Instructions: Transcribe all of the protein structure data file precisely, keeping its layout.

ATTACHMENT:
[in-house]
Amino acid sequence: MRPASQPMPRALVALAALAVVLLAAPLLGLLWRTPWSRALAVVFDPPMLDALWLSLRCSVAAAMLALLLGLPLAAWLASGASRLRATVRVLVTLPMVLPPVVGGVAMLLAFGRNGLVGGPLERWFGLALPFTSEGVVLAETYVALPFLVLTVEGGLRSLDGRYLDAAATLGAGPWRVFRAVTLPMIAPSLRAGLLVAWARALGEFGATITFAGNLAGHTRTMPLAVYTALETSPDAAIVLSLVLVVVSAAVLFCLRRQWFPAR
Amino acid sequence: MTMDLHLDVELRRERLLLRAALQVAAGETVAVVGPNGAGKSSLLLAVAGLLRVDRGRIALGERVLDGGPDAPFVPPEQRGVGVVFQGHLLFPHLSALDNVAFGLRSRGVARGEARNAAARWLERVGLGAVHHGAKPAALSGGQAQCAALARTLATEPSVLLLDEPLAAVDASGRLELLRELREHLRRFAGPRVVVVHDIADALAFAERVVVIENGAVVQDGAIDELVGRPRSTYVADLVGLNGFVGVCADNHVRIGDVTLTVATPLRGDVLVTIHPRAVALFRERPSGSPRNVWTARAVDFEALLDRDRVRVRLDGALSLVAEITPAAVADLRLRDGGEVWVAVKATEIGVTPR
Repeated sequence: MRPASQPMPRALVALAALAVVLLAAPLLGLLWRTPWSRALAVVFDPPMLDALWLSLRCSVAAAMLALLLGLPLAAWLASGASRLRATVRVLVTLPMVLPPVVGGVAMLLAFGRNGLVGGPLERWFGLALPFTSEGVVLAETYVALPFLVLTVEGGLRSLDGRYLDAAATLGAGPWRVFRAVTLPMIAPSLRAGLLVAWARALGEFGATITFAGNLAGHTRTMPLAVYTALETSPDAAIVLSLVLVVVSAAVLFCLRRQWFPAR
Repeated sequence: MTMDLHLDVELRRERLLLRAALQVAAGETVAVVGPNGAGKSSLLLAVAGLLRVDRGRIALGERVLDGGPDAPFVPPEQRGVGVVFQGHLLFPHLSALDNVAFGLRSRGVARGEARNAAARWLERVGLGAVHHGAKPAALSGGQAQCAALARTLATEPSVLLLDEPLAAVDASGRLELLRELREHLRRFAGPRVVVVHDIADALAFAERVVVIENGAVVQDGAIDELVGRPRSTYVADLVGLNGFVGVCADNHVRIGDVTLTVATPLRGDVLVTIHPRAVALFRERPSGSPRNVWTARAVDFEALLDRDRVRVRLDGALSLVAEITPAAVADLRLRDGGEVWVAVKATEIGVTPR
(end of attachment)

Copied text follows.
[in-house]
Amino acid sequence: MRPASQPMPRALVALAALAVVLLAAPLLGLLWRTPWSRALAVVFDPPMLDALWLSLRCSVAAAMLALLLGLPLAAWLASGASRLRATVRVLVTLPMVLPPVVGGVAMLLAFGRNGLVGGPLERWFGLALPFTSEGVVLAETYVALPFLVLTVEGGLRSLDGRYLDAAATLGAGPWRVFRAVTLPMIAPSLRAGLLVAWARALGEFGATITFAGNLAGHTRTMPLAVYTALETSPDAAIVLSLVLVVVSAAVLFCLRRQWFPAR
Amino acid sequence: MTMDLHLDVELRRERLLLRAALQVAAGETVAVVGPNGAGKSSLLLAVAGLLRVDRGRIALGERVLDGGPDAPFVPPEQRGVGVVFQGHLLFPHLSALDNVAFGLRSRGVARGEARNAAARWLERVGLGAVHHGAKPAALSGGQAQCAALARTLATEPSVLLLDEPLAAVDASGRLELLRELREHLRRFAGPRVVVVHDIADALAFAERVVVIENGAVVQDGAIDELVGRPRSTYVADLVGLNGFVGVCADNHVRIGDVTLTVATPLRGDVLVTIHPRAVALFRERPSGSPRNVWTARAVDFEALLDRDRVRVRLDGALSLVAEITPAAVADLRLRDGGEVWVAVKATEIGVTPR
Repeated sequence: MRPASQPMPRALVALAALAVVLLAAPLLGLLWRTPWSRALAVVFDPPMLDALWLSLRCSVAAAMLALLLGLPLAAWLASGASRLRATVRVLVTLPMVLPPVVGGVAMLLAFGRNGLVGGPLERWFGLALPFTSEGVVLAETYVALPFLVLTVEGGLRSLDGRYLDAAATLGAGPWRVFRAVTLPMIAPSLRAGLLVAWARALGEFGATITFAGNLAGHTRTMPLAVYTALETSPDAAIVLSLVLVVVSAAVLFCLRRQWFPAR
Repeated sequence: MTMDLHLDVELRRERLLLRAALQVAAGETVAVVGPNGAGKSSLLLAVAGLLRVDRGRIALGERVLDGGPDAPFVPPEQRGVGVVFQGHLLFPHLSALDNVAFGLRSRGVARGEARNAAARWLERVGLGAVHHGAKPAALSGGQAQCAALARTLATEPSVLLLDEPLAAVDASGRLELLRELREHLRRFAGPRVVVVHDIADALAFAERVVVIENGAVVQDGAIDELVGRPRSTYVADLVGLNGFVGVCADNHVRIGDVTLTVATPLRGDVLVTIHPRAVALFRERPSGSPRNVWTARAVDFEALLDRDRVRVRLDGALSLVAEITPAAVADLRLRDGGEVWVAVKATEIGVTPR